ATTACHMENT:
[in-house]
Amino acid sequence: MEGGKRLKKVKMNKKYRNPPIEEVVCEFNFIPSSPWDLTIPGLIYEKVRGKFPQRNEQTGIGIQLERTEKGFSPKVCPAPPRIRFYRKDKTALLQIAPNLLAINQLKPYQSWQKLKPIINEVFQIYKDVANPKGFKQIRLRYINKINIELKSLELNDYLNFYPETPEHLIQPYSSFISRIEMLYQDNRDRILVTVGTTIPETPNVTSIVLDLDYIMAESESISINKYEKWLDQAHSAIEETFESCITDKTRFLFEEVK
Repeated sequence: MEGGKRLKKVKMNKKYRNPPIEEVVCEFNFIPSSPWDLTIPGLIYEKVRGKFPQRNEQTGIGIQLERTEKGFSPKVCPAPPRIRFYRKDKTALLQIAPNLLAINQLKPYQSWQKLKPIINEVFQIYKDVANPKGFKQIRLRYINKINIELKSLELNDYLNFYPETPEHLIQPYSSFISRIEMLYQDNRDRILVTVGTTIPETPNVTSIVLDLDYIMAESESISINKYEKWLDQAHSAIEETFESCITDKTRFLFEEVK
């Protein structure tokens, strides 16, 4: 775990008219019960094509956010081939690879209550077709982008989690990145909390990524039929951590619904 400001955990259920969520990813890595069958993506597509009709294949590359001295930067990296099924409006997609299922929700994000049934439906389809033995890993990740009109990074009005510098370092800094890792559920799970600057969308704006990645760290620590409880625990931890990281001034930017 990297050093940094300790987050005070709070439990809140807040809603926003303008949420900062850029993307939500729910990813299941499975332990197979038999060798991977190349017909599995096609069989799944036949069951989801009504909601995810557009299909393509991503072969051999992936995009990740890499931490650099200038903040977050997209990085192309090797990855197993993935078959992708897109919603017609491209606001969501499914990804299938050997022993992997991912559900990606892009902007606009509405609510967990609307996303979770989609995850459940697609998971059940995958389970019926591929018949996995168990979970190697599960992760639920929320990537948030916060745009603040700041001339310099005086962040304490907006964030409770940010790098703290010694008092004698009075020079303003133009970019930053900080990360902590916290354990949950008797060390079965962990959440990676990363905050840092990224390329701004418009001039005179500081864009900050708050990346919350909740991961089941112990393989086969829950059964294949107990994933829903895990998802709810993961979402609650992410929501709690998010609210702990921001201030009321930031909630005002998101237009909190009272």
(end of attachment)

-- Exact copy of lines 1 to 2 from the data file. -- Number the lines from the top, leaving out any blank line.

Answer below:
[in-house]
Amino acid sequence: MEGGKRLKKVKMNKKYRNPPIEEVVCEFNFIPSSPWDLTIPGLIYEKVRGKFPQRNEQTGIGIQLERTEKGFSPKVCPAPPRIRFYRKDKTALLQIAPNLLAINQLKPYQSWQKLKPIINEVFQIYKDVANPKGFKQIRLRYINKINIELKSLELNDYLNFYPETPEHLIQPYSSFISRIEMLYQDNRDRILVTVGTTIPETPNVTSIVLDLDYIMAESESISINKYEKWLDQAHSAIEETFESCITDKTRFLFEEVK